IS THERE STILL A DIGITAL DIVIDE?

It may seem quaint now, the idea of a digital divide where technology tools were available and usable only by a relative few. But a digital divide still exists, based on income and knowledge now more than mere access to the tools themselves, as you’ll learn at the conference.

TECHNOLOGY FOR THE ELITE – AVAILABLE TO EVERYONE?

When many of us in the neighborhood technology movement joined it,  computers were expensive devices that only a few understood how to use. We wanted our kids and neighbors to have access to these machines because we could see a future where knowing how to use computers to access and process information would be critical to our ability to find and obtain a job, pay bills, and connect with services.

Now $50 cell phones pack the power of yesterday’s desktop PCs. Networked desktop computers and laptops are, according to some studies, in 98% of our public and catholic schools. If you want Internet access, say the critics of the notion of a digital divide, you can get it through wi-fi, phone dsl, local fiber-optics, cable or mobile broadband wimax. You can watch TV-quality video on devices ranging from a cell-phone to a 24″ touchscreen monitor.

So why are we still talking about a digital divide? Because the things we want to do with technology tools today are vastly different than what we could do even a decade ago, and the power to do those things – to broadcast streaming video, connect with each other through social networking sites, attend classes online, shop for life’s necessities or tap into government info services – require the kind of broadband access that eludes many of us based on income and availability.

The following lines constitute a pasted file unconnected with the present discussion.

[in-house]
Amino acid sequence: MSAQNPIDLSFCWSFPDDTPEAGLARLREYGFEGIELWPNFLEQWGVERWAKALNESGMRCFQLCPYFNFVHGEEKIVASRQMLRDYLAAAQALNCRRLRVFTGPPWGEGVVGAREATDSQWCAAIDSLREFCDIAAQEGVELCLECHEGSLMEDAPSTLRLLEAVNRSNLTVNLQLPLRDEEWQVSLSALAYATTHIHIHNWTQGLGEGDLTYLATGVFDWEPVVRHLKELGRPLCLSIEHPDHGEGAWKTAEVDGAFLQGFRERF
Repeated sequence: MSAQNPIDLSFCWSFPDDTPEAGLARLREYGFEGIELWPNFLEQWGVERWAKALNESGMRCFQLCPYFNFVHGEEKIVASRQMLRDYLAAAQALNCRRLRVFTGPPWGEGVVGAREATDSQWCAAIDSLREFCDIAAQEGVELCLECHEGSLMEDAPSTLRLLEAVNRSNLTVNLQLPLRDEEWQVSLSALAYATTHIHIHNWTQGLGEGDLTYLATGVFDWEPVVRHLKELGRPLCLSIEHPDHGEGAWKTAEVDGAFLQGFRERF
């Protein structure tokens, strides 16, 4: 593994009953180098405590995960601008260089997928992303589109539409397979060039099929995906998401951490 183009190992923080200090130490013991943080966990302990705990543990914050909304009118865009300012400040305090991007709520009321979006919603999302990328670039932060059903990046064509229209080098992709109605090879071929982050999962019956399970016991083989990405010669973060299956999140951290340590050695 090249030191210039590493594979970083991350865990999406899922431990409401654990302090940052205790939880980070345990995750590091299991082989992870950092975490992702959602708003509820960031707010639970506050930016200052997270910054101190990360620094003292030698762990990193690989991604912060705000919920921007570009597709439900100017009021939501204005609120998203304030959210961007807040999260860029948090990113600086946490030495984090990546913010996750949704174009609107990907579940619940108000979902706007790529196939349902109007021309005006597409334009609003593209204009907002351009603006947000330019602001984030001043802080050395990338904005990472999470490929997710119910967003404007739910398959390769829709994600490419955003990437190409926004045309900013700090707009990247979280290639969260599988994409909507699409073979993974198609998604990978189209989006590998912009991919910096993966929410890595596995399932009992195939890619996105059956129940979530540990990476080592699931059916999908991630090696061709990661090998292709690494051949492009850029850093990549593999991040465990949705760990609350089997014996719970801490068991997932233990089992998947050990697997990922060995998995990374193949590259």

Karen Mossberger’s report says in part that a significant percentage of Chicagoans – as high as 25% – are disconnected from the internet and broadband access and cite income – ability to pay – as the reason. The gaps persist and are higher in many low-income Chicago neighborhoods.

According to Frank Olasz with Lone Star Consulting, as a nation the United States is 22nd in the world in broadband access and adoption. And James Carlini of Carlini Associates has consistently criticized the lack of the kind of high-speed broaband infrastructure – 1 gigabit versus the 54mb to 100 mb we have now – that is commonly found in other countries around the world and is essential to our competitiveness in the new world marketplace and ability to create employment and wealth-building opportunities.

OUR CONFERENCE CONNECTS YOU WITH THE GRASS-ROOTS EXPERTS

In our six (6) morning workshops and afternoon roundtable sessions, we connect you with the experts – people like Denise Zaccardi, Sandee Kastrul, Rose Mabwa, Michael Maranda, Lowry Taylor, Licia Knight, Vincent McCaskill and many others – who are working everyday in communities on the front lines of the digital access movement, helping residents, non-profits and small businesses build their skills. You’ll meet some of the managers of the more than $21 million in federal Broadband Technology Opportunities Program funding received by Chicago to provide training for 22,000 residents and hundreds of public computing centers and find out their plans for bringing those training resources to your communities.

THE CONFERENCE PROVIDES STRATEGIES FOR BUILDING A DIGITALLY-CONNECTED CITY